$$ \begin{aligned} I\bigl(u_{n}^{*}\bigr)&\leq I \bigl(v^{*}_{n}\bigr) \\ &\leq\sup_{0\leq t\leq1,s\geq0}I \biggl(s \biggl(t\frac {u^{+}_{n}}{\|u_{n}^{+}\|_{H^{s}_{0}(\Omega)}}+(1-t) \frac{u_{n}^{-}}{ \|u_{n}^{-}\|_{H^{s}_{0}(\Omega)}} \biggr) \biggr) \\ &\leq\sup I(\Pi_{n})=I\bigl(u_{n}^{+}\bigr)+I \bigl(u_{n}^{-}\bigr) \\ &=I(u_{n})\to\zeta=\inf_{u\in\mathcal{N}}I(u). \end{aligned} $$
Thus, \(\{u_{n}^{*}\}\) is a (PS) sequence in \(\mathcal{N}\). Together with Lemma 2.5 and Lemma 3.3, I satisfies the (PS) condition, so we can find a critical point ū of I such that \(\bar{u}\in\mathcal {M}_{\epsilon}\), and ū is a least energy sign-changing solution of (1.1).
Now we assume by contradiction that ū has three nodal domains \(\Omega_{1}\), \(\Omega_{2}\), \(\Omega_{3}\) such that \(\bar{u}>0\) in \(\Omega_{1}\), \(\bar{u}<0\) in \(\Omega_{2}\), \(\bar{u}>0\) in \(\Omega_{3}\). By Proposition 3.6, we have \(\bar{u}_{\chi\Omega_{1}\cup\Omega_{2}}\in\mathcal{N}\) and \(I(\bar {u}_{\chi\Omega_{1}\cup\Omega_{2}})\geq\zeta\). \(\Omega_{3}\) is a nodal domain of ū, hence
$$\bigl\langle I'(\bar{u}_{\chi\Omega_{3}}),\bar{u}_{\chi\Omega_{3}} \bigr\rangle = \bigl\langle I'(\bar{u}) ,\bar{u}_{\chi\Omega_{3}} \bigr\rangle =0, $$
which implies that
$$ \begin{aligned} I(\bar{u}_{\chi\Omega_{3}})={}&I(\bar{u}_{\chi\Omega_{3}})- \frac {1}{\mu}\bigl\langle I'(\bar{u}_{\chi\Omega_{3}}), \bar{u}_{\chi\Omega _{3}}\bigr\rangle \\ ={}& \biggl(\frac{1}{2}-\frac{1}{\mu}\biggr)\|\bar{u}_{\chi\Omega_{3}} \| ^{2}_{H^{s}_{0}(\Omega)}-\biggl(\frac{1}{2}-\frac{1}{\mu} \biggr)\lambda \|\bar{u}_{\chi\Omega_{3}}\|^{2}_{L^{2}(\Omega)}\\ &- \int_{\Omega}\biggl(F(x,\bar {u}_{\chi\Omega_{3}})- \frac{1}{\mu}\bar{u}_{\chi\Omega_{3}} f(x,\bar{u}_{\chi\Omega_{3}})\biggr)\,dx \\ \geq{}&\biggl(\frac{1}{2}-\frac{1}{\mu}\biggr)\|\bar{u}_{\chi\Omega_{3}} \| ^{2}_{H^{s}_{0}(\Omega)}>0. \end{aligned} $$
However, we have
$$\zeta\leq I(\bar{u}_{\chi\Omega_{1}\cup\Omega_{2}})< I(\bar{u}_{\chi \Omega_{1}\cup\Omega_{2}})+I( \bar{u}_{\chi\Omega_{3}}) \leq I(\bar{u})=\zeta. $$
This is a contradiction. □

4 Proof of Theorem 1.2

The case \(\lambda\geq\lambda_{1}^{s}\): Linking type sign-changing solution for problem (1.1). Since \(\lambda\geq\lambda^{s}_{1}\), we can suppose that
$$\lambda\in\bigl[\lambda^{s}_{k},\lambda^{s}_{k+1}\bigr)\quad \text{for some }k\in \mathbb{N}, $$
where \(\lambda^{s}_{k}\) is the kth eigenvalue of the operator \((-\Delta )^{s}\), as defined in Section 2.
Let \(N_{k}\) denote the eigenspace of \(\lambda^{s}_{k}\). By Proposition 2.2, \(\operatorname{dim}N_{k} < \infty\). We fix k and let
$$ \begin{gathered} Y_{k}\doteq N_{1} \oplus\cdots \oplus N_{k}, \\ Z_{k+1}\doteq N_{k+1} \oplus N_{k+2}\oplus\cdots, \end{gathered} $$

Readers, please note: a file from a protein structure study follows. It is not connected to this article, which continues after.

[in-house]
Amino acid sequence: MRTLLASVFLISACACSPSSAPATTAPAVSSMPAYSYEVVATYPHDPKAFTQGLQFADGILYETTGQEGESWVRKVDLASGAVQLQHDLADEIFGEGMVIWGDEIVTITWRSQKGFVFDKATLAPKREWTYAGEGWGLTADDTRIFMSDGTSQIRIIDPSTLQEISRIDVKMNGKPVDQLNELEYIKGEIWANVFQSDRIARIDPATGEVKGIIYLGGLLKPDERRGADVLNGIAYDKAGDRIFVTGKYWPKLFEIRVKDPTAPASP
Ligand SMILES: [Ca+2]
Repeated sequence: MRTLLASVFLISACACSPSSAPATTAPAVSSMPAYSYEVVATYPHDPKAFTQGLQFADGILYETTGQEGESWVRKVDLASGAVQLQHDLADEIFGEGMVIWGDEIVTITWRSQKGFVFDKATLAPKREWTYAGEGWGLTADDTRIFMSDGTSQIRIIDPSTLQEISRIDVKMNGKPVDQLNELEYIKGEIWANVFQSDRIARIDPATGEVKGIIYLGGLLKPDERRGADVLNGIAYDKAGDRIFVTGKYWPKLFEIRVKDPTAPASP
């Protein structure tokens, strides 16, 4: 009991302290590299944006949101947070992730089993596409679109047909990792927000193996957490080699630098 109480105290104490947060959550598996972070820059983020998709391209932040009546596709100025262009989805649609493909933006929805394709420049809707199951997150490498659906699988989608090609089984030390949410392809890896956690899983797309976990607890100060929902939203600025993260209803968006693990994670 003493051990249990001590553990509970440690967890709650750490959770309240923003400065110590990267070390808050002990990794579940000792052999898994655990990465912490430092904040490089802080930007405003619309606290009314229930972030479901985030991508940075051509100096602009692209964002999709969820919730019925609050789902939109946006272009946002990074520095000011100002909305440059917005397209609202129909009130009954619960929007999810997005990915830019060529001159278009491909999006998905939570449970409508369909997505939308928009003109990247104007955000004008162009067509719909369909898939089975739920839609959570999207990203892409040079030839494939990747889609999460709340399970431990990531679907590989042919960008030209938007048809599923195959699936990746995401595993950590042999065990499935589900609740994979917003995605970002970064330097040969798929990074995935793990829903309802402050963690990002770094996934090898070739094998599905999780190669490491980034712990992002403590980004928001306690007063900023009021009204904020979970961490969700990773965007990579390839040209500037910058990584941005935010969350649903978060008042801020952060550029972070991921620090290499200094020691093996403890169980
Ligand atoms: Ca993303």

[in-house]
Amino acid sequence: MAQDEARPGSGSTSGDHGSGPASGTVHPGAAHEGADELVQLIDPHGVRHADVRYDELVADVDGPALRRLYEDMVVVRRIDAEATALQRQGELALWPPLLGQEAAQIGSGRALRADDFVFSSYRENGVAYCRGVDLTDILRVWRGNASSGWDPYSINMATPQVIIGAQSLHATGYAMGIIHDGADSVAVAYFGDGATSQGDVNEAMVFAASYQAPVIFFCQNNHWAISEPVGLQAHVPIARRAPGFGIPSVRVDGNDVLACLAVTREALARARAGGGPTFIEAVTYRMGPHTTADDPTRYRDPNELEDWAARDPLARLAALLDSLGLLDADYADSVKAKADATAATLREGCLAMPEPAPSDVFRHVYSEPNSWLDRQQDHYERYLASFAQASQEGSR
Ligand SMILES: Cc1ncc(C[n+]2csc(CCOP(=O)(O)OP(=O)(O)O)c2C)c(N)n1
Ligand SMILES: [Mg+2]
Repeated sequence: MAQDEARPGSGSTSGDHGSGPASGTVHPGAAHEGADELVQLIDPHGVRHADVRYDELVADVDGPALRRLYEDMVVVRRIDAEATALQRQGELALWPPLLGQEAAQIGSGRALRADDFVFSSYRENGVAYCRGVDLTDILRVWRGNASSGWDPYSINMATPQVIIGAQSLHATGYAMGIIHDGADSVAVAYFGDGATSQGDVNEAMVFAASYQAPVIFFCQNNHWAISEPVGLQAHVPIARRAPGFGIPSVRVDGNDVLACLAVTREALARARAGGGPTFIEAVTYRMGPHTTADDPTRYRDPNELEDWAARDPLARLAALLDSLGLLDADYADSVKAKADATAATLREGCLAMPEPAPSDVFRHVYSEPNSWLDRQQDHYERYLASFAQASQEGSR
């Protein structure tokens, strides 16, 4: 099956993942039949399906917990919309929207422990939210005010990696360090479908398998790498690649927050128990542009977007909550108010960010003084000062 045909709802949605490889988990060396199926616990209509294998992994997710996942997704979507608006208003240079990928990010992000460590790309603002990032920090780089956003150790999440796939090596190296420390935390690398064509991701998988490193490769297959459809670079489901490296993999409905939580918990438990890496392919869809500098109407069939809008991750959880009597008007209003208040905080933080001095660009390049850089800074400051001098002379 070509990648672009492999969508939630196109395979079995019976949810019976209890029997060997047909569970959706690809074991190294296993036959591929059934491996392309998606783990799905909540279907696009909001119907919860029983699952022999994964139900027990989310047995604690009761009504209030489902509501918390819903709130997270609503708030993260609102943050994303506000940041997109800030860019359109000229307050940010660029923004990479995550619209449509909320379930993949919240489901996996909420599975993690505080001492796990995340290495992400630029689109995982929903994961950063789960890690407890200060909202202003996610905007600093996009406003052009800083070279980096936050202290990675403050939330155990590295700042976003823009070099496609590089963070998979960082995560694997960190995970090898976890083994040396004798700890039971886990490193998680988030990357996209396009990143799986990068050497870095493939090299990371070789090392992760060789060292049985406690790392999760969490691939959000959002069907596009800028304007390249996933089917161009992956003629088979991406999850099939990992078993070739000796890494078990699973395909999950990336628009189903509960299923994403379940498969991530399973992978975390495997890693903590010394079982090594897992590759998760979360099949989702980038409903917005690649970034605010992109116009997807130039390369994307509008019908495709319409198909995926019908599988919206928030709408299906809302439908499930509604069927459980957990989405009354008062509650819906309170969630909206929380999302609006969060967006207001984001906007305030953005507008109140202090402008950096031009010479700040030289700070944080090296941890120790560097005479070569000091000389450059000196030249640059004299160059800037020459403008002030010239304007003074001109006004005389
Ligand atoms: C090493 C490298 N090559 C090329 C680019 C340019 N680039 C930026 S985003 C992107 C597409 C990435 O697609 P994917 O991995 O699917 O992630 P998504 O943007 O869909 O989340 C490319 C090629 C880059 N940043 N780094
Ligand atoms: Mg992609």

then \(H_{0}^{s}(\Omega)=Y_{k}\oplus Z_{k+1}\).

Now we define a class of contractions of the Hilbert space X as follows.

Definition 4.1

Contractions; see [19]

Let X be a Hilbert space, if the map \(\gamma(\cdot,\cdot)\in C([0,1]\times X,X)\) satisfies:
  1. (i)

    \(\gamma(0,\cdot)=\mathit{id}\);

     
  2. (ii)

    \(\forall t\in[0,1)\), \(\gamma(t,\cdot)\) is a homeomorphism of X onto itself;

     
  3. (iii)

    \(\gamma^{-1}(\cdot,\cdot)\) is continuous on \([0,1)\times X\);

     
  4. (iv)

    there exists a \(x_{0}\in X\) such that \(\gamma(1,x)=x_{0}\), \(\forall x\in X\) and that \(\gamma(t,x)\to x_{0}\) as \(t\to1\) uniformly on bounded subsets of X,

     
then the set \(\Gamma:= \{\gamma(\cdot,\cdot)\}\) is a class of contractions of the Hilbert space X.

Obviously, \(\gamma(t, u) = (1-t)u\in\Gamma\).

The following concept of linking was introduced by Schechter and Tintarev [20].

Definition 4.2

Links; see [20]

Let X be a Hilbert space, a subset E of X links a closed subset F of X if \(E \cap F= \varnothing\) and, for every \(\gamma\in\Gamma\), there is a \(t\in[0, 1]\) such that \(\gamma (t, E)\cap F \neq\varnothing\).

In this section, our main tool is the following theorem.

Theorem 4.3

see Theorem B in [21]

Let X be a Hilbert space, assume that a compact subset E of X links a closed subset F which includes only sign-changing elements of X, \(I' = \mathit{Id} -A\), where \(A : X \to X\) is a compact operator, and I satisfies \((C)_{c}\) condition. If
$$a_{0}:=\sup_{E} I\leq b_{0}:=\inf _{F} I, $$
then there is a sign-changing critical point of I with critical value in \([b_{0}-\varepsilon, \sup_{(t,u)\in[0,1]\times E}I((1-t)u)+\varepsilon]\) for all ε small.

Lemma 4.4

Assume that (\(f_{1}\))-(\(f_{4}\)) and \(\lambda_{k}^{s}\leq\lambda<\lambda _{k+1}^{s}\) hold. Then I satisfies the \((\mathit{PS})_{c}\) condition.

Proof

Let \(c\in\mathbb{R}\) and let \(\{u_{j}\}\) be a sequence in \(H_{0}^{s}(\Omega)\) such that
$$ \begin{aligned}[c] & I(u_{j})\to c , \\ &\sup_{\varphi\in H_{0}^{s}(\Omega),\|\varphi\|_{H_{0}^{s}(\Omega )}=1}\bigl\{ \big|\bigl\langle I'(u_{j}), \varphi\bigr\rangle \big|\bigr\} \to0, \end{aligned} $$
(4.1)
as \(j\to+\infty\). For any \(j\in\mathbb{N}\) by (4.1) it easily follows that there exists \(\kappa> 0\) such that
$$ \begin{aligned}[c] &\big|I(u_{j})\big|\leq\kappa, \\ &\bigg|\biggl\langle I'(u_{j}),\frac{u_{j}}{\|u_{j}\|_{H_{0}}}\biggr\rangle \bigg|\leq\kappa. \end{aligned} $$
(4.2)
Let us fix \(\sigma\in(2, \mu)\), where \(\mu> 2\) is given in assumption (\(f_{3}\)). By (\(f_{3}\)), there exist \(r>0\) and \(C>0\) such that
$$ F(x,t)\geq C|t|^{\mu},\quad \forall|t|\geq r. $$
(4.3)
By (\(f_{2}\)) and (\(f_{4}\)), we obtain
$$\big|f(x,t)\big|\leq2\varepsilon|t|+c_{\varepsilon}p|t|^{p-1}\quad \text{and}\quad \big|F(x,t)\big|\leq\varepsilon|t|^{2}+c_{\varepsilon} |t|^{p}. $$
Let \(\varepsilon= 1\), we have